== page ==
Depending on the season, the gardens can display a different character and charm. In late spring and early summer the island is a riot of colour from the azaleas and rhododendrons, while the climbing plants and herbaceous perennials dominate in the later summer months. In the more forested areas, giant New Zealand tree ferns flourish and offer a cool retreat from the formal gardens. A folly in the shape of a roofless Grecian temple provides spectacular views, no matter the season, across the water to the sandstone ridge of the Caha Mountains.
At the highest point of the island you can also see one of the first martello towers, constructed as part of the fortifications against Napoleon’s forces in c.1805. Peto and Bryce had originally planned for the structure to be incorporated into a grand new residence, with the tower serving as a music room. This magnificent mansion was never built, however, due to the arrival of the First World War and financial setbacks in the years that followed.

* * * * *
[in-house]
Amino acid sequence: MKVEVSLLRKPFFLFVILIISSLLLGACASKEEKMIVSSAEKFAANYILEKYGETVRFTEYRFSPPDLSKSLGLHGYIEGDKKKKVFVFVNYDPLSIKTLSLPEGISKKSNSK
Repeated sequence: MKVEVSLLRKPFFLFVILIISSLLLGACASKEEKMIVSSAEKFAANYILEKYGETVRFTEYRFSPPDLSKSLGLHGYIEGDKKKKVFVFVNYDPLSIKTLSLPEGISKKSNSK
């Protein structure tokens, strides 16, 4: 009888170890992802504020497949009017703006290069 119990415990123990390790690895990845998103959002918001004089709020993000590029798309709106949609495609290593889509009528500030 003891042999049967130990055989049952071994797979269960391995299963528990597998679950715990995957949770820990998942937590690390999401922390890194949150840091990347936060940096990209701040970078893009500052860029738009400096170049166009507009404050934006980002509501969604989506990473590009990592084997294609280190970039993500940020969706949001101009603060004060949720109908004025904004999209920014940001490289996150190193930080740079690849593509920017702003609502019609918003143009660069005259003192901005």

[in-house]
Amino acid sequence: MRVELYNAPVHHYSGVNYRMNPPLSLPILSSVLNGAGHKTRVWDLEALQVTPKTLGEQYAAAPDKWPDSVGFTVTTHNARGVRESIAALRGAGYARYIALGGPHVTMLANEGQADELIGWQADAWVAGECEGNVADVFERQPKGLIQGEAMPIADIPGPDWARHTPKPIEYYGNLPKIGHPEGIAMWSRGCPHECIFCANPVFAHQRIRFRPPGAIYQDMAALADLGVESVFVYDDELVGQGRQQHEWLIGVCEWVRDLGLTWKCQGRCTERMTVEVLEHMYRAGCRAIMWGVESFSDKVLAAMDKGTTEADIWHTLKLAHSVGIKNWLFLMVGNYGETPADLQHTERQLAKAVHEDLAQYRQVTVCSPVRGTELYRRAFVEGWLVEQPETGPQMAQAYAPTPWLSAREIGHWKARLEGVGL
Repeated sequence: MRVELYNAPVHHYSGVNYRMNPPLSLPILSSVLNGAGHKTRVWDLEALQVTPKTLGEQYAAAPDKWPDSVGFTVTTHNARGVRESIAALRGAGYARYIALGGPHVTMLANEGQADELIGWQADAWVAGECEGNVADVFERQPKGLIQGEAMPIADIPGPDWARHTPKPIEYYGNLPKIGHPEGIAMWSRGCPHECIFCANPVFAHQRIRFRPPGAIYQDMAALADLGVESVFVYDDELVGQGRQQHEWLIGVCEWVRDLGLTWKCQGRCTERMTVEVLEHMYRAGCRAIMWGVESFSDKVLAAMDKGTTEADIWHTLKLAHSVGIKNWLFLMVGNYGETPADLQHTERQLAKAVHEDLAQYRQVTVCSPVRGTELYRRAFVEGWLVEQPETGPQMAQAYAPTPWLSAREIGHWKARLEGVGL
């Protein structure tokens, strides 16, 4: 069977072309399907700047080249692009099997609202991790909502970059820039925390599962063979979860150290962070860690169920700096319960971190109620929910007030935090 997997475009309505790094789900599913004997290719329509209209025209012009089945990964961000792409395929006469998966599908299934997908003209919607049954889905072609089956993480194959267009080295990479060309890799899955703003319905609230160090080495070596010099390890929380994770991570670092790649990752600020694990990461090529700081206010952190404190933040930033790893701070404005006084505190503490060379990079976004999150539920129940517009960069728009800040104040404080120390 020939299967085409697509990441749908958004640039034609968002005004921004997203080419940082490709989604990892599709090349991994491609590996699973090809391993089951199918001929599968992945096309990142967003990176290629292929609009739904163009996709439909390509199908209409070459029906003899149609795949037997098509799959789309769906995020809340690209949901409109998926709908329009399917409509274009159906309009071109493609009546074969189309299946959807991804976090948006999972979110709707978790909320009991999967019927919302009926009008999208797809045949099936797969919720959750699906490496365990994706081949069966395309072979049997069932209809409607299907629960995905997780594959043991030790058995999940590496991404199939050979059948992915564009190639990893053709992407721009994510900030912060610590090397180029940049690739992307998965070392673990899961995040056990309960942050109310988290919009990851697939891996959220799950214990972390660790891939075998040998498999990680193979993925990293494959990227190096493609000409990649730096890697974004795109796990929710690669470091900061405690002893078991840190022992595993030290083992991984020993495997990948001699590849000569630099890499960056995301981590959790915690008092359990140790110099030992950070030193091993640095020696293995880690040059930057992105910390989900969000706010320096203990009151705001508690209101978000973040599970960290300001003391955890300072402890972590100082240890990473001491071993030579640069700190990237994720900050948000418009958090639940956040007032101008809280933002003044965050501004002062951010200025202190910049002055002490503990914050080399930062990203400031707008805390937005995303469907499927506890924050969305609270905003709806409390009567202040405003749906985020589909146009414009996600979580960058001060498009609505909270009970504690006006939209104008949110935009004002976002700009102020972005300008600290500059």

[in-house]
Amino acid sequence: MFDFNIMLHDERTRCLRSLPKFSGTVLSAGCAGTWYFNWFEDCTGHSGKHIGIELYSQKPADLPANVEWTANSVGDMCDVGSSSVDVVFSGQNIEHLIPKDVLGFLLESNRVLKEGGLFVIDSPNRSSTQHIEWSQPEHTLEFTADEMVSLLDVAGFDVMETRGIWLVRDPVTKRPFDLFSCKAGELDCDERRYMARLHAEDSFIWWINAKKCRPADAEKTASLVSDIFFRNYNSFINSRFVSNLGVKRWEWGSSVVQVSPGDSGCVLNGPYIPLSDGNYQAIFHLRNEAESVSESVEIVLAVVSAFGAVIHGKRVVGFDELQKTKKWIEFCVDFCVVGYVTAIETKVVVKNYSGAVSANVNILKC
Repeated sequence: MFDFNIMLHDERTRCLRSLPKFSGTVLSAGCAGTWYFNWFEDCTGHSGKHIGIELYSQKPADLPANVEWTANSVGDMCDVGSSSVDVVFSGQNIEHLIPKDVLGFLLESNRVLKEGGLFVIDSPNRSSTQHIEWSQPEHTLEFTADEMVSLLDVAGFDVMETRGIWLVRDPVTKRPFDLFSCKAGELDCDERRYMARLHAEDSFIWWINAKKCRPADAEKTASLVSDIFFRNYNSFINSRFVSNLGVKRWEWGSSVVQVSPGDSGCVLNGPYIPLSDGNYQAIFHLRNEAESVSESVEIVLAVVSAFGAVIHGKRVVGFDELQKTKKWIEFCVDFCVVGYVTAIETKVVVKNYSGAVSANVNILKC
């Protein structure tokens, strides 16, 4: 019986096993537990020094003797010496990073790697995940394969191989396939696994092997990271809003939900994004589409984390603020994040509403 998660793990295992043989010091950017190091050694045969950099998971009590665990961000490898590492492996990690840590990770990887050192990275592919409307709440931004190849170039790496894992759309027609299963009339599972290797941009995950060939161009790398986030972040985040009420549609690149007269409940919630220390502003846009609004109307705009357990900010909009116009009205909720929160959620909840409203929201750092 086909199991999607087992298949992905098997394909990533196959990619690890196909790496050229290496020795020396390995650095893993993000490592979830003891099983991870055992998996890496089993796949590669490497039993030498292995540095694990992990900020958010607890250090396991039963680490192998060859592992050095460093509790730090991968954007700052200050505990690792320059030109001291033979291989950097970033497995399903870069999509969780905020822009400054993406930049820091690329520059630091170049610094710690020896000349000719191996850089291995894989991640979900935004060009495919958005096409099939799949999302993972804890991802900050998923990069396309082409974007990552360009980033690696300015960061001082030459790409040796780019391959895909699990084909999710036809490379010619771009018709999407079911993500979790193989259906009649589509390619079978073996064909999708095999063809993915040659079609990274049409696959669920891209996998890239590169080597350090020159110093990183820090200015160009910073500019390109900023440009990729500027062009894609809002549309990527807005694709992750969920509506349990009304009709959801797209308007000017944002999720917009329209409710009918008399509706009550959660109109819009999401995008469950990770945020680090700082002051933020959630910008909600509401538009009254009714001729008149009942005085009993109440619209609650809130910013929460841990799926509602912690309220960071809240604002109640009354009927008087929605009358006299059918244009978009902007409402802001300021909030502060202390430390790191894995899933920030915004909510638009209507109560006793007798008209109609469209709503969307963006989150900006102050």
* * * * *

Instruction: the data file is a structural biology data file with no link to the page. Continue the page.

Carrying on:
Violet and John’s son, Roland L’Estrange Bryce, bequeathed the island to the state in 1953, and today visitors can explore the gardens and the newly restored Bryce House with a guided tour. Access to the Island is by ferry, and please note there is a separate admission charge to the island. The ferry journey itself is a wonderful experience, if you are fortunate you may encounter some of the resident colony of harbour seals, or if you are even luckier you might catch a glimpse of the white-tailed sea eagles that nest on the island. After your trip to the island I recommend a walk in the lovely Glengarriff Woods Nature Reserve, a 30-minute walk or 5-minute drive from the harbour. Also in the immediate vicinity is the Glengariff Blue Pool, a beautiful swimming spot, where swimmers are occasionally joined by curious seals!